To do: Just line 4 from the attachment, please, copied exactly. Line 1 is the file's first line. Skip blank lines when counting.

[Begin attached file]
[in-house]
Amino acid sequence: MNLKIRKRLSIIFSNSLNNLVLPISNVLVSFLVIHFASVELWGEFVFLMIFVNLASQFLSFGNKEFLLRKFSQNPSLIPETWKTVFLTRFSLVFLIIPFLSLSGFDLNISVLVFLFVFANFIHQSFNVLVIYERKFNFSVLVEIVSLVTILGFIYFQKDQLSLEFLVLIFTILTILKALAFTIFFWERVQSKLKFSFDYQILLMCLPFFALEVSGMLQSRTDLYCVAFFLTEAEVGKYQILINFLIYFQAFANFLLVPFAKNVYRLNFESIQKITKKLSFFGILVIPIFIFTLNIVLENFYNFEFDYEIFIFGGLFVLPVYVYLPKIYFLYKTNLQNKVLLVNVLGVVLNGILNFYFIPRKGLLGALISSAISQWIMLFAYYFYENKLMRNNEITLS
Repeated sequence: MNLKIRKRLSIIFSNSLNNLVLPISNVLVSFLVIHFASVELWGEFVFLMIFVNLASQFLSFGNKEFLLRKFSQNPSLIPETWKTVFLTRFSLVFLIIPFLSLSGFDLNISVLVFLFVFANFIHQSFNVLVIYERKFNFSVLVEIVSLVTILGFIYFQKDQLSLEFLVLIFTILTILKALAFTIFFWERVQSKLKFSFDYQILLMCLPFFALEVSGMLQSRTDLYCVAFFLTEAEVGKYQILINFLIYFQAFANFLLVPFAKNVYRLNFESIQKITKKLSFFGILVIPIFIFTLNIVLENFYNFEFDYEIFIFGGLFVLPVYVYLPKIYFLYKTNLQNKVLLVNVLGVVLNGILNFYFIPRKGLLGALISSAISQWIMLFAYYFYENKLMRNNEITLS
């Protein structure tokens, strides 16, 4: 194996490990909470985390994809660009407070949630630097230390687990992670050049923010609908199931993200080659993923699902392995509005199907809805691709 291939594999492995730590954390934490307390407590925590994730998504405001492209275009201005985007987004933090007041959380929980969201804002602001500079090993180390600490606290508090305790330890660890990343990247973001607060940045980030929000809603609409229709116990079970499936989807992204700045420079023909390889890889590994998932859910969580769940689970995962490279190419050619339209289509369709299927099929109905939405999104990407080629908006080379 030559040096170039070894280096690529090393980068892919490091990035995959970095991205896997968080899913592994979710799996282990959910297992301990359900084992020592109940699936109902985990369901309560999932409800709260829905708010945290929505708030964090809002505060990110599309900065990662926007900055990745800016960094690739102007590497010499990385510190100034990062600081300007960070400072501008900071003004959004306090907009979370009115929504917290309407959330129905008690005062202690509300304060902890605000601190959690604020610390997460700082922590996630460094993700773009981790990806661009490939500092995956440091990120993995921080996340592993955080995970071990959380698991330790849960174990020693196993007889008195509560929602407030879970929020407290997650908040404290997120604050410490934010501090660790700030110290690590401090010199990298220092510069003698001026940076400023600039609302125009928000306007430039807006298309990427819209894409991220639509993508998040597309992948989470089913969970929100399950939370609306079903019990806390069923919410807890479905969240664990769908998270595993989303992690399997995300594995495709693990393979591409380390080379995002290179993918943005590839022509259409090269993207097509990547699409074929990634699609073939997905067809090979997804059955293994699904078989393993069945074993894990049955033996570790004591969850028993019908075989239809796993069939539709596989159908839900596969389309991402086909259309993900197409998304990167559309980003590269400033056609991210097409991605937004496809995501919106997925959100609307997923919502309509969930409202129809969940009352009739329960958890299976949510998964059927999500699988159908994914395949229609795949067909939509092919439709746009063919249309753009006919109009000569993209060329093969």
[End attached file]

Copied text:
């Protein structure tokens, strides 16, 4: 194996490990909470985390994809660009407070949630630097230390687990992670050049923010609908199931993200080659993923699902392995509005199907809805691709 291939594999492995730590954390934490307390407590925590994730998504405001492209275009201005985007987004933090007041959380929980969201804002602001500079090993180390600490606290508090305790330890660890990343990247973001607060940045980030929000809603609409229709116990079970499936989807992204700045420079023909390889890889590994998932859910969580769940689970995962490279190419050619339209289509369709299927099929109905939405999104990407080629908006080379 030559040096170039070894280096690529090393980068892919490091990035995959970095991205896997968080899913592994979710799996282990959910297992301990359900084992020592109940699936109902985990369901309560999932409800709260829905708010945290929505708030964090809002505060990110599309900065990662926007900055990745800016960094690739102007590497010499990385510190100034990062600081300007960070400072501008900071003004959004306090907009979370009115929504917290309407959330129905008690005062202690509300304060902890605000601190959690604020610390997460700082922590996630460094993700773009981790990806661009490939500092995956440091990120993995921080996340592993955080995970071990959380698991330790849960174990020693196993007889008195509560929602407030879970929020407290997650908040404290997120604050410490934010501090660790700030110290690590401090010199990298220092510069003698001026940076400023600039609302125009928000306007430039807006298309990427819209894409991220639509993508998040597309992948989470089913969970929100399950939370609306079903019990806390069923919410807890479905969240664990769908998270595993989303992690399997995300594995495709693990393979591409380390080379995002290179993918943005590839022509259409090269993207097509990547699409074929990634699609073939997905067809090979997804059955293994699904078989393993069945074993894990049955033996570790004591969850028993019908075989239809796993069939539709596989159908839900596969389309991402086909259309993900197409998304990167559309980003590269400033056609991210097409991605937004496809995501919106997925959100609307997923919502309509969930409202129809969940009352009739329960958890299976949510998964059927999500699988159908994914395949229609795949067909939509092919439709746009063919249309753009006919109009000569993209060329093969």